Syrian state media have dismissed as "inaccurate" a report that President Bashar al-Assad told visiting Russian lawmakers he has no intention of giving up power and the issue is not up for discussion.
The conflicting reports come just days ahead of an internationally sponsored peace conference on Syria.
The Russian news agency Interfax had quoted Mr. Assad as saying "if we had wanted to give up, we would have surrendered from the start."
"This issue is not up for discussion," he reportedly said Sunday in remarks translated into Russian.
Syria's government and the opposition are due to participate in peace talks in Switzerland beginning Wednesday, with Mr. Assad's role in Syria's future expected to be a key stumbling block.
Fighters from the Free Syrian Army's Saif al-Umayyad brigade prepare rockets to be launched towards forces loyal to Syria's President Bashar al-Assad in the eastern Damascus suburb of Ghouta, Jan. 16, 2014.
Men ride a motorbike past buildings damaged by what activists said was shelling by forces loyal to Syria's President Bashar al-Assad in Daraya, Jan. 15, 2014.
Smoke rises from buildings after what activists said was shelling from forces loyal to Syria's President Bashar al-Assad in the besieged area of Homs, Jan. 15, 2014.
Free Syrian Army fighters walk at the Tameko pharmaceutical factory after the FSA claimed to have taken control of the factory, in eastern al-Ghouta, near Damascus, Jan. 14, 2014.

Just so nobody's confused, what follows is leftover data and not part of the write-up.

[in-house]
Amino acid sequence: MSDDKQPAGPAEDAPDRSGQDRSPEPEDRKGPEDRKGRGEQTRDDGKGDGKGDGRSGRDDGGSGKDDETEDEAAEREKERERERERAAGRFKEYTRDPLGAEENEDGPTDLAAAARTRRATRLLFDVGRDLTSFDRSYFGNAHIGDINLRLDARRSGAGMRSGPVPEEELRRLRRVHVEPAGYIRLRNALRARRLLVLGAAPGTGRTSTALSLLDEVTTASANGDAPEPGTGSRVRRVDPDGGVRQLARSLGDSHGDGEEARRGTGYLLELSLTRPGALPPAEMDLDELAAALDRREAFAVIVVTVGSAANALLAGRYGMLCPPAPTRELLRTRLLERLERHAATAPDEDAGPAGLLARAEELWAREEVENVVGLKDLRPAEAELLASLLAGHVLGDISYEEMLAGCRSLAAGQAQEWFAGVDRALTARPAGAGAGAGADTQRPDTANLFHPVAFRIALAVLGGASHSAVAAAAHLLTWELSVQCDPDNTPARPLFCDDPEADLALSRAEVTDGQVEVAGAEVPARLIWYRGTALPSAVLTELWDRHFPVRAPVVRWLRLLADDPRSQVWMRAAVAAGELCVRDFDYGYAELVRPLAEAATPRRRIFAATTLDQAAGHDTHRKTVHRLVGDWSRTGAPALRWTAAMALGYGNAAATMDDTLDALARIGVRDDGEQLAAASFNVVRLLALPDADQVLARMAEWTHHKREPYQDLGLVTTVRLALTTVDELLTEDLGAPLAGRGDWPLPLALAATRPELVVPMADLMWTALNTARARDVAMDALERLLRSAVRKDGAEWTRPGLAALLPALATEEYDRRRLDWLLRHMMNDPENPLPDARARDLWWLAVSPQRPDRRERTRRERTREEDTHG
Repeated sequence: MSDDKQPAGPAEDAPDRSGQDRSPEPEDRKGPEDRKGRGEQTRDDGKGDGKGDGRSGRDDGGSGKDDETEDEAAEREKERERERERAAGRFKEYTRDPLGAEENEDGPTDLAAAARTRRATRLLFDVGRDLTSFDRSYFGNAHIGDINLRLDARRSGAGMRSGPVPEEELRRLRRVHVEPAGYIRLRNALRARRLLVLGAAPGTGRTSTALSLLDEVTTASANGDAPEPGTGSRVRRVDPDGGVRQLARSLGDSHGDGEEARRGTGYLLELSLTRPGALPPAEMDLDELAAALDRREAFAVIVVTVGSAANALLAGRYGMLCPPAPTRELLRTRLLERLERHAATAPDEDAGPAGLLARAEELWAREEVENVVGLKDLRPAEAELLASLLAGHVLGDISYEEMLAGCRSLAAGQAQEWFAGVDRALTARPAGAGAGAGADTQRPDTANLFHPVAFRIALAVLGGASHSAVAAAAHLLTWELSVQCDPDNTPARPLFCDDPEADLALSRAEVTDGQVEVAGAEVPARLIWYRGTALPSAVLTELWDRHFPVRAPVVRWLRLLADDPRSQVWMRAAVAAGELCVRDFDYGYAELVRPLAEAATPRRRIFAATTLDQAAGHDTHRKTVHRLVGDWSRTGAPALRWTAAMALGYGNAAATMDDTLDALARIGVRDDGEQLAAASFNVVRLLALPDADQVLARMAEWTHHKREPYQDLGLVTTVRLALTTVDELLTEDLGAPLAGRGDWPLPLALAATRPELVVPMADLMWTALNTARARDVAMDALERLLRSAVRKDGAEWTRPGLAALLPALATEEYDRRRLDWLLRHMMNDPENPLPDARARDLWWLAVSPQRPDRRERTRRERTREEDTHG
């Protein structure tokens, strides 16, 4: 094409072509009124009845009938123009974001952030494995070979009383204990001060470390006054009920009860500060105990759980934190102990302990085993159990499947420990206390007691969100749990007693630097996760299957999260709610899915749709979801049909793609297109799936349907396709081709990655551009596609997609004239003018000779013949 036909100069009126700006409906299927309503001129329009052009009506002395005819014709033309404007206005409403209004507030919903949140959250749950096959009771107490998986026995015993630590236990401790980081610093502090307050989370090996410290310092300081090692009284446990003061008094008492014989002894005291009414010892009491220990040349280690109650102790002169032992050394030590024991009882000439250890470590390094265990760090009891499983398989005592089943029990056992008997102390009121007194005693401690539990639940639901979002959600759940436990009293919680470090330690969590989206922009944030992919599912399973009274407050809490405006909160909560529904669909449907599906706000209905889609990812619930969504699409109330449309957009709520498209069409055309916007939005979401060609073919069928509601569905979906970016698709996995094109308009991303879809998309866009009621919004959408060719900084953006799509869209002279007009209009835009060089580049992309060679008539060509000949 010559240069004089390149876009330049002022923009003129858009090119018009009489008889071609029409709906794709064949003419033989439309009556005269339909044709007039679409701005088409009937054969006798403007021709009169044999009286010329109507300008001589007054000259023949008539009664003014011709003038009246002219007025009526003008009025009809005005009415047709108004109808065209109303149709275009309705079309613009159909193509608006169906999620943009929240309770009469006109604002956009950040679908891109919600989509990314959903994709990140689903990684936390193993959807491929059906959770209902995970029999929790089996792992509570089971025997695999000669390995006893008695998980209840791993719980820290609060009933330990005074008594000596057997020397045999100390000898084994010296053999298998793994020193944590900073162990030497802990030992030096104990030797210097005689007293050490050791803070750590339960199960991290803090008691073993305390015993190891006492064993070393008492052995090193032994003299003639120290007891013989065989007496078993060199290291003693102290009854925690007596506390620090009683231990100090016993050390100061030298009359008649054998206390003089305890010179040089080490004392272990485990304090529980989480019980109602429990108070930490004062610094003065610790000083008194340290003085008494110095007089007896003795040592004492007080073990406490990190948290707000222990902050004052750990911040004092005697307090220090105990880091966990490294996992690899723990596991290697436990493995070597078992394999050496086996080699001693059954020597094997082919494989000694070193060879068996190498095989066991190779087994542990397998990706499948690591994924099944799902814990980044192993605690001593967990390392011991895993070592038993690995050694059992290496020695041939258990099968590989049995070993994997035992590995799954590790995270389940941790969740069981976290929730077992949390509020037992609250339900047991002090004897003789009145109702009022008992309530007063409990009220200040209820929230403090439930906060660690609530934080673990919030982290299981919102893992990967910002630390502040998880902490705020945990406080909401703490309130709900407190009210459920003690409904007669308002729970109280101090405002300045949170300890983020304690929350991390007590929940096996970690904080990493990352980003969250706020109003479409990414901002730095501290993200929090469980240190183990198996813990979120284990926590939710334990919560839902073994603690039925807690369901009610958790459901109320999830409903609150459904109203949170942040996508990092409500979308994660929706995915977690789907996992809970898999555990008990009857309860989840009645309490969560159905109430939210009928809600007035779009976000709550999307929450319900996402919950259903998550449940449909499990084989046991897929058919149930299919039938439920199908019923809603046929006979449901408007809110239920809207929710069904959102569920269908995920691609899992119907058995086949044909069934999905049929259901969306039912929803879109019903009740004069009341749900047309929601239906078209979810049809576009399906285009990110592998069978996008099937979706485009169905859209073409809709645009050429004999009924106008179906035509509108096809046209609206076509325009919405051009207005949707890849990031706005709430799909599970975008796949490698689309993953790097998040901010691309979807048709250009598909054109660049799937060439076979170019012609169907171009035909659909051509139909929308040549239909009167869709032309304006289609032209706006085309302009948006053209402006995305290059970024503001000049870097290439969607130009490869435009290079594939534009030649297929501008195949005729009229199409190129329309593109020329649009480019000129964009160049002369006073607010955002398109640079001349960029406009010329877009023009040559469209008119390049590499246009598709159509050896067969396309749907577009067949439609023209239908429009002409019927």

A girl carries her belongings as she walks on rubble at a site hit by what activists said was an airstrike by forces loyal to Syria's President Bashar al-Assad in Arbeen, Jan. 14, 2014.
This SANA photo shows Syrian President Bashar al-Assad speaking to female preachers from mosques in Damascus and its countryside and educators of religious high schools and institutes in Damascus, Jan. 14, 2014.
Syrian refugees wait to enter Turkey on the Syrian-Turkish border in Shamm Alqrain village, Jan. 13, 2014.
Smoke rises from what activists said were explosive barrels thrown from helicopters on Daria outside Damascus, Jan. 12, 2014.
Damaged buildings are pictured in the besieged area of Homs, Jan. 12, 2014.
Residents inspect the damage caused by Islamic State in Iraq and the Levant suicide bombers at the Tawhid Brigade and Al-Fateh brigade headquarters in Aleppo, Jan. 12, 2014.
The Geneva 2 meeting aims to create a transitional government with full executive powers.
While few expect the talks will reach this goal, its supporters are hoping the discussions will at least result in increased humanitarian access and local cease-fires to make life easier for Syrian civilians.
The Syrian National Coalition - the country's main political opposition grouping in exile - has agreed to attend the talks. A senior SNC official said its leadership will meet later Sunday in Istanbul to name members of the delegation.
The Coalition was under huge pressure from its Western and Arab sponsors to attend the peace talks and its decision to go was welcomed by the United States, Britain and Russia.
But the SNC has little influence on the ground in Syria and many rebel military units have rejected its authority.
The Syrian government considers all rebel forces to be terrorists, and has tried to shift the focus of the talks from forming a new government to fighting extremism.
Some information for this report was provided by AFP and Reuters.